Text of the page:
Definitely not your mother's psychtronica/worldly noise-rock act, the Master Musicians Of Bukkake are back for their first LP after the culmination of their lengthy Totem trilogy. Despite the splooge-riddled namesake subverting the Master Musicians Of Joujouka (a Moroccan Sufi trance enclave with ties to The Rolling Stones) and raising red flags normally reserved for Chumbawumba and Joe Lean et al., MMOB exist not to doss around and parade a gimmicky moniker - their have a rigid mission to burrow into your psyche and entice hypnotic states with their global 'post-colonialcore' noises.

This year has seen PR embargoes arriving like buses. Daft Punk, Kanye West, Boards Of Canada, Justin Timberlake, The Child Of Lov all are acts who have for one reason or another, flipped the marketing machine on its noggin and shrouded themselves in some semblance of mystery. MMOB have been doing it for longer than any of them - we still don't know the identities of everyone in the band after approximately a decade - we just have clues that they might include members of Earth and are pals with Sun City Girls. The Seattle-based sonic shamans sidle up surreptitiously for their new instalment, Far West, letting nothing slip, as ever, and wielding an anthology of ominous portent.

The avante-garde noiseniks don't seem to play by a rulebook written in any Earthly tongue. The album comprises six tracks, all but one extending past the seven minute mark, and titled things like 'γη-νομος _ GNOMI' and 'You Are A Dream Like Your Dreamer - A Dark Peace'. It would seem that they're not particularly bothered about hassling the likes of Bastille or Imagine Dragons for places in the Top 40. No. This is a coven of talented, wise instrumentalists with an ingrained passion for doom, apocalyptic omens and mad-scientist experiments of the most dubious calibre.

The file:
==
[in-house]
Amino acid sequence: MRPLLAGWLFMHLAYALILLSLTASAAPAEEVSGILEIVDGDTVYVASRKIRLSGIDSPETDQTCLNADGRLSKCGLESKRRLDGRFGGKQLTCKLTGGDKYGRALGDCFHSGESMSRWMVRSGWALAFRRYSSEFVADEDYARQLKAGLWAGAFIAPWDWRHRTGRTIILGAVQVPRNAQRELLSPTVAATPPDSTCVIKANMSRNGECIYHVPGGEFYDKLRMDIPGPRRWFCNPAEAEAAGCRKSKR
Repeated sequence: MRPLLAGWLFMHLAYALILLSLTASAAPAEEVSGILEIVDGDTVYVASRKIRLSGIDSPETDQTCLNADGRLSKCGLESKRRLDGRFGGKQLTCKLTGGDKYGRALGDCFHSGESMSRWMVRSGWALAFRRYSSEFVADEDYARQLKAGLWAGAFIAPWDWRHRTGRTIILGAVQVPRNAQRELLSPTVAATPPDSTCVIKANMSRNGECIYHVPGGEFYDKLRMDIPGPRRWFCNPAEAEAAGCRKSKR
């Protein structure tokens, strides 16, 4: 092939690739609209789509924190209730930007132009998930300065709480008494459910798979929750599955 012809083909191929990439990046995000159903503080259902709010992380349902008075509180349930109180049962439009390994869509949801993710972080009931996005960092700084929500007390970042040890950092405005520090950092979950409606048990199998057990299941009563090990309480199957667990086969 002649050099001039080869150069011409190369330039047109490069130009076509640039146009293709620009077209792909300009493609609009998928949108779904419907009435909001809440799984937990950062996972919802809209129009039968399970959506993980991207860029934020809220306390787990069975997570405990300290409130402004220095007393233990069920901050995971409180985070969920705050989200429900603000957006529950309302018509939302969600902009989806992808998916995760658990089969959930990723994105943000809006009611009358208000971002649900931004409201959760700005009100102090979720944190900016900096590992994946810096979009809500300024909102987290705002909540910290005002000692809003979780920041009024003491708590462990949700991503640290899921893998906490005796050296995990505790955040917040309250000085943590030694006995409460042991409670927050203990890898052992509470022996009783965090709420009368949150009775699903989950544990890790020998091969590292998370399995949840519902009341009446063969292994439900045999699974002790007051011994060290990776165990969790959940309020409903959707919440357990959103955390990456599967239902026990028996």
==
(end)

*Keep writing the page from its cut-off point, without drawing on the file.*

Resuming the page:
Nine minute opus 'Cave Of Light - The Prima Materia' begins life as a slow-burning rhythmic standoff. Guitar ostinatos and a squall of sci-fi synths punctuate the Africa-imbued drumming, but before you know it, foreboding brass and baritone chants assume control. It's a changeable track, with subtly diffusing and recombobulating elements that whirr aggressively in your ears. 'Circular Ruins', a sunlight-dappled slab of 60s(ish) folk noises, is wildly triumphant and optimistic amidst the chaos of the rest of the LP. There are glistening synths, jangly chords and American folk strings all pointing outwards towards the horizon, a contrast to much of of the record, which is focused intently on self-reflection and introversion.

Given that the band are still partial to donning animalistic masks and tribal costumes on stage, and subsequently performing sacred musical rites, it doesn't appear that they're likely to adhere to any laws of the material world any time soon. As such, we just have these records, handed down to us like Moses handing down the tablets, to decipher what the Dickens is going on with MMOB. What we have here, post-Totem, is a heady brew of Middle-Eastern and Central Asian influences, infused with post-folk, psych-rock and ambient drones. Listening to the whole record in one sitting is liking meditating in the Himalayas - thoroughly uncomfortable at times, but ultimately incredibly rewarding. It transcends the normal realms of 'music' as a concept, instead delivering a therapeutic salmagundi that flows through your soul.